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Des Moines Forgotten

White Water University


An aerial photo of the White Water University in 2016, courtesy of: ©

As a child, I would go to Wacky Waters Adventure Park between Davenport and Walcott. When I was 9 years old, a wave pool was installed. If you wanted to know what it felt like to be tumbled by large, ocean-style waves in an overcrowded pool, then you were in weirdo heaven.

This conversation takes us to White Water University in Pleasant Hill — one family’s small “big” business for more than 20 years.

Craig Smith and his father originally opened the operation first known as “Smith’s Super Shoot” in the early 1980s. It was later renamed White Water University. This was Des Moines’ first wave pool and lazy river. The attraction expanded by adding miniature golf and Iowa’s only twin-engine golf karts. 

Davo Wilkins, Iowa’s first licensed body piercer, grew up on Shadyview Boulevard in the 1980s, just a skip away from where Smith’s Supper Shoot was located at 5494 E. University Ave. in Pleasant Hill. 

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“They had two slides,” he remembers. “You would pay by the hour and get a wristband. We figured out that if you showed up at 7:50 p.m., they would let you go until they closed. So, you would get an extra 10 minutes.”

The family attraction saw its last year of operation in 2005. The business reportedly brought in 120,000 customers in its final season. The reasons for closing are varied. Some say the city of Pleasant Hill wanted to put a massive tax on the water usage. I’m not a waterpark owner, or an expert in running a business, but I do know that you can’t run a successful business without your main commodity. This was also just a summer business for the Smith family, so they had to make their money in only four months. The Smiths eventually opened a haunted house on the property to capture some off-season revenue, but that was only going to do so much to offset the property taxes. Five years after White Water University closed, Adventureland opened its own waterpark just up the road.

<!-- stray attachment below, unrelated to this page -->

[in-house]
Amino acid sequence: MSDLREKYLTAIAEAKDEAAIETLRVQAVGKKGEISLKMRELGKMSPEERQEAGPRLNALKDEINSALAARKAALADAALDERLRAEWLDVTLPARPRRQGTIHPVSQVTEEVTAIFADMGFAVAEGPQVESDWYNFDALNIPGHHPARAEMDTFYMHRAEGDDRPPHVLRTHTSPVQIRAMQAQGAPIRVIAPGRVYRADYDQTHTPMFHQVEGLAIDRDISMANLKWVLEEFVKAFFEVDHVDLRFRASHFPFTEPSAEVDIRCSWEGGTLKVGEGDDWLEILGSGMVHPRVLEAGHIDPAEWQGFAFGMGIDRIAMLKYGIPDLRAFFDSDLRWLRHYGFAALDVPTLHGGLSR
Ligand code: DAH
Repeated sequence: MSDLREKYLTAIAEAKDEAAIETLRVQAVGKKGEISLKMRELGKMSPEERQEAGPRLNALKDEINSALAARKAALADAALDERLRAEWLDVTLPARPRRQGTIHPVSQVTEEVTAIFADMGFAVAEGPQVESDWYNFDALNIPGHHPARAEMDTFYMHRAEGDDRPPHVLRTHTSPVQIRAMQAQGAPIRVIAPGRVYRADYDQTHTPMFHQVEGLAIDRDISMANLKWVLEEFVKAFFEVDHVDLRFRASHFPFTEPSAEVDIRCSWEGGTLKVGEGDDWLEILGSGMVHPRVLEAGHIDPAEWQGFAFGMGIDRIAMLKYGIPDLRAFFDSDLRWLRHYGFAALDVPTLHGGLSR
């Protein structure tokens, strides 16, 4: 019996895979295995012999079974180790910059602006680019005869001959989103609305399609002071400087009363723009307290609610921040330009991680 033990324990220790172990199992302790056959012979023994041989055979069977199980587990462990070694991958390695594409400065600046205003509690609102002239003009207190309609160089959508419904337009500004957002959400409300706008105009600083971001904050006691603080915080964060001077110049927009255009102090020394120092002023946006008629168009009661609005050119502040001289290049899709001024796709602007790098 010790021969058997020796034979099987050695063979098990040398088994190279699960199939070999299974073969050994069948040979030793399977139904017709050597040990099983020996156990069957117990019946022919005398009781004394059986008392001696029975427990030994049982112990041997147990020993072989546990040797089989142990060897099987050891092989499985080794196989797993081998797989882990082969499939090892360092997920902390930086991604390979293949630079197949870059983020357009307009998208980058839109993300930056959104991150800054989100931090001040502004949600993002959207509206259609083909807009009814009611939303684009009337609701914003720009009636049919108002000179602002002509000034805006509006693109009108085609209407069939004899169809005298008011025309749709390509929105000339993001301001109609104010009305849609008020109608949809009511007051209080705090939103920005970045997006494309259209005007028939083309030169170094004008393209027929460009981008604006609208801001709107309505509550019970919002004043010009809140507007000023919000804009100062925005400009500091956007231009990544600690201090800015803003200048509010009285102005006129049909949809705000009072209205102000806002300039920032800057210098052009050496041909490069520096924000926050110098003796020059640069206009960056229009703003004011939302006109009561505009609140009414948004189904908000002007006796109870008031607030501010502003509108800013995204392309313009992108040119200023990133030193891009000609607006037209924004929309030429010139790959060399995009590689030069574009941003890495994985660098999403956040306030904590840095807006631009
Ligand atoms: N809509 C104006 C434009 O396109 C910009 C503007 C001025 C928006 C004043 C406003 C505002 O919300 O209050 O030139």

The haunted house was the last part of the business to close, which it did in 2013 after a list of expensive improvements such as sprinkler systems made the operation too costly. Safety improvements can be steep, and sometimes the juice isn’t worth the squeeze. Most any business person, whether a restaurant owner or a movie theater operator, would say the same. 

After the waterpark closed, it became a tourist attraction for folks who enjoy grim nostalgia. Amateur historians and photographers flocked to the former park to take photos of the abandoned family water hole. There was a moment when the city of Pleasant Hill had been considering purchasing the property to open its own water park, but, ultimately, it didn’t happen. Smith had an asking price of $3.5 million for the six-acre property. 

“It was kind of sad when my kid was little and all they had open was the mini golf and the go karts,” says Wilkins. But could the Des Moines metro support this with water parks in Altoona, Des Moines and Clive also?

The remains of this waterpark were demolished in March of 2018. The plan was to create a new development area for Pleasant Hill, making it more “suburbanized.” When searching the address online, Burger King pops up. Have it your way.  

When I operated a movie theater in Fairfield, I would go through Pleasant Hill to get to Highway 63. Driving by the White Water University site reminded me of Wacky Waters, which eventually closed and turned into a training center for the military. Not a bad idea. ♦

Kristian Day is a filmmaker, musician and writer based in Des Moines. He also hosts the syndicated Iowa Basement Tapes radio program on 98.9FM KFMG.

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